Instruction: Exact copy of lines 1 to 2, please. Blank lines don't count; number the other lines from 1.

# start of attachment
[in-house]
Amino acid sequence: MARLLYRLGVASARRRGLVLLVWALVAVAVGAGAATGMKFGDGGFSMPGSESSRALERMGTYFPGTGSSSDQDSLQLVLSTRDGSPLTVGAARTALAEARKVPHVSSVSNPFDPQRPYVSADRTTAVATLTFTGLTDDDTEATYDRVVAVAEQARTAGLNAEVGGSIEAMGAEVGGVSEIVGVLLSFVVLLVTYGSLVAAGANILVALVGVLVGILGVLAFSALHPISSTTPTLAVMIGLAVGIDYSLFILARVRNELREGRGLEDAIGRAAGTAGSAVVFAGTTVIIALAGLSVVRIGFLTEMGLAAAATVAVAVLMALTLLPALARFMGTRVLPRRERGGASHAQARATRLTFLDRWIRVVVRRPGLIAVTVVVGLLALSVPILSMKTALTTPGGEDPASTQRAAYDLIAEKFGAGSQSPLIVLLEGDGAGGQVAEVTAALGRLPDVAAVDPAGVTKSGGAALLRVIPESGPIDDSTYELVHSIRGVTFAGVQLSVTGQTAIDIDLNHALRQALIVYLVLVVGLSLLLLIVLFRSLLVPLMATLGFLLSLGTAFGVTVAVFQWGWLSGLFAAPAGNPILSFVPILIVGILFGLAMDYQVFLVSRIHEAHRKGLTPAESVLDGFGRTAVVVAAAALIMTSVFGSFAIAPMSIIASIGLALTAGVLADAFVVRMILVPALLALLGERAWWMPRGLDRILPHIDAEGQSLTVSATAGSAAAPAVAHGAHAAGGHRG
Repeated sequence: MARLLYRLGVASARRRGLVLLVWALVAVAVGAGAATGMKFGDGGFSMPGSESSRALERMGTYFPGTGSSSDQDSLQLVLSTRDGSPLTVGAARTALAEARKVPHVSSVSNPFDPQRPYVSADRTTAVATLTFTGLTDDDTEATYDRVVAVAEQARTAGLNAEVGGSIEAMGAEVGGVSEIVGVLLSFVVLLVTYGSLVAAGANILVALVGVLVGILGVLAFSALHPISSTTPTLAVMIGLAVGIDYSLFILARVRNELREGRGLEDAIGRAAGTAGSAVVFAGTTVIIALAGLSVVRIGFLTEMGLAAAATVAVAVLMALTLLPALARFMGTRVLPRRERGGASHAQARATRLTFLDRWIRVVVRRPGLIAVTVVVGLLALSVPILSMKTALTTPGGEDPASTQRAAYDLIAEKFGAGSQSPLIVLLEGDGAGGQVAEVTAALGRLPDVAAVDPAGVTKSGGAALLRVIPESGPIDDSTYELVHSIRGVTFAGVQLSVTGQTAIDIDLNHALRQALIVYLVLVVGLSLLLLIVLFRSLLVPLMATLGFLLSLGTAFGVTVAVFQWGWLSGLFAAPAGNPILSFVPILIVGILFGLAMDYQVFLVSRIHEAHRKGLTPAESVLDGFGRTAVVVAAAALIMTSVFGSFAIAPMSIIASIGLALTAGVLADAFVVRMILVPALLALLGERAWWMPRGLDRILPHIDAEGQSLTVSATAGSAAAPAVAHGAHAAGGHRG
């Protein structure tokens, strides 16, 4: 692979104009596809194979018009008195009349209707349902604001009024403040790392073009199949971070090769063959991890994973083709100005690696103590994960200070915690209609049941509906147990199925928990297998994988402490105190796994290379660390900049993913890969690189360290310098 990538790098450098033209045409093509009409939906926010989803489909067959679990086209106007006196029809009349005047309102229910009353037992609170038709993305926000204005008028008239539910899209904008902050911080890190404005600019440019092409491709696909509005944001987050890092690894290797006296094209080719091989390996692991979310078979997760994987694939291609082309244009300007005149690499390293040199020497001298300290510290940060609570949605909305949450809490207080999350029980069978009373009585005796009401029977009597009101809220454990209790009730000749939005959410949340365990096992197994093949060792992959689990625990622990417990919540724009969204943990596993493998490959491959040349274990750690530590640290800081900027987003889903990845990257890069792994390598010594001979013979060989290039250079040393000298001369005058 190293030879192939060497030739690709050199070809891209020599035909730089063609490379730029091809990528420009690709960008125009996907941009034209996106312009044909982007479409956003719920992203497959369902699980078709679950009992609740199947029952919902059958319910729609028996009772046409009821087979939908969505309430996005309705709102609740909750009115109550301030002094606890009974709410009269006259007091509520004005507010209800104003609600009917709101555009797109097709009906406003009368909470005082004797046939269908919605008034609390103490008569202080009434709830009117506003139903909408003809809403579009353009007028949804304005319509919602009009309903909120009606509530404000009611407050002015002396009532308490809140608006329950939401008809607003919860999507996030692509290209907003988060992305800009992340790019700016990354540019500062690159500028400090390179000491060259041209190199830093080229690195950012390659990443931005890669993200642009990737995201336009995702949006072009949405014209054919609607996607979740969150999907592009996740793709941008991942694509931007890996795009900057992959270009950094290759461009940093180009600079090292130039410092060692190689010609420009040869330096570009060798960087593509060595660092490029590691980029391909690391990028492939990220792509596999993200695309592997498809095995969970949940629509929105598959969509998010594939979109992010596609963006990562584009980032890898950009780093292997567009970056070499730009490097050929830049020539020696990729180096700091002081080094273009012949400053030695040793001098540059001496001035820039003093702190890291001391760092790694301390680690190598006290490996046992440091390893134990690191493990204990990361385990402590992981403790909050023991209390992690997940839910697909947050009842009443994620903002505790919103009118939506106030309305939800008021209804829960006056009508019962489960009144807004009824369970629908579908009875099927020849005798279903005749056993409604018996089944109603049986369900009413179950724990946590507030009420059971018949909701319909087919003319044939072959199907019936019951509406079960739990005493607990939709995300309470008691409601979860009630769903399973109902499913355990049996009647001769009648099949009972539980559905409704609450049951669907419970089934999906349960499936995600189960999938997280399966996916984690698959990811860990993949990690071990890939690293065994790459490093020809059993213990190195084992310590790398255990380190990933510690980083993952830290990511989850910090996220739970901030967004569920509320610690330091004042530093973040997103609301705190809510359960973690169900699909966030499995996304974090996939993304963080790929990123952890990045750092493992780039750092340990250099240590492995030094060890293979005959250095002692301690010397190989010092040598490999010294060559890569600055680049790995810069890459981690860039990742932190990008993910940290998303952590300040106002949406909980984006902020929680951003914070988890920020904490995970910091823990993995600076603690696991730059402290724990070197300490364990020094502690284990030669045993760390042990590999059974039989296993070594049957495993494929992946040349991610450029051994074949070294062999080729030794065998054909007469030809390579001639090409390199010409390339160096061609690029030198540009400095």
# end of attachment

[in-house]
Amino acid sequence: MARLLYRLGVASARRRGLVLLVWALVAVAVGAGAATGMKFGDGGFSMPGSESSRALERMGTYFPGTGSSSDQDSLQLVLSTRDGSPLTVGAARTALAEARKVPHVSSVSNPFDPQRPYVSADRTTAVATLTFTGLTDDDTEATYDRVVAVAEQARTAGLNAEVGGSIEAMGAEVGGVSEIVGVLLSFVVLLVTYGSLVAAGANILVALVGVLVGILGVLAFSALHPISSTTPTLAVMIGLAVGIDYSLFILARVRNELREGRGLEDAIGRAAGTAGSAVVFAGTTVIIALAGLSVVRIGFLTEMGLAAAATVAVAVLMALTLLPALARFMGTRVLPRRERGGASHAQARATRLTFLDRWIRVVVRRPGLIAVTVVVGLLALSVPILSMKTALTTPGGEDPASTQRAAYDLIAEKFGAGSQSPLIVLLEGDGAGGQVAEVTAALGRLPDVAAVDPAGVTKSGGAALLRVIPESGPIDDSTYELVHSIRGVTFAGVQLSVTGQTAIDIDLNHALRQALIVYLVLVVGLSLLLLIVLFRSLLVPLMATLGFLLSLGTAFGVTVAVFQWGWLSGLFAAPAGNPILSFVPILIVGILFGLAMDYQVFLVSRIHEAHRKGLTPAESVLDGFGRTAVVVAAAALIMTSVFGSFAIAPMSIIASIGLALTAGVLADAFVVRMILVPALLALLGERAWWMPRGLDRILPHIDAEGQSLTVSATAGSAAAPAVAHGAHAAGGHRG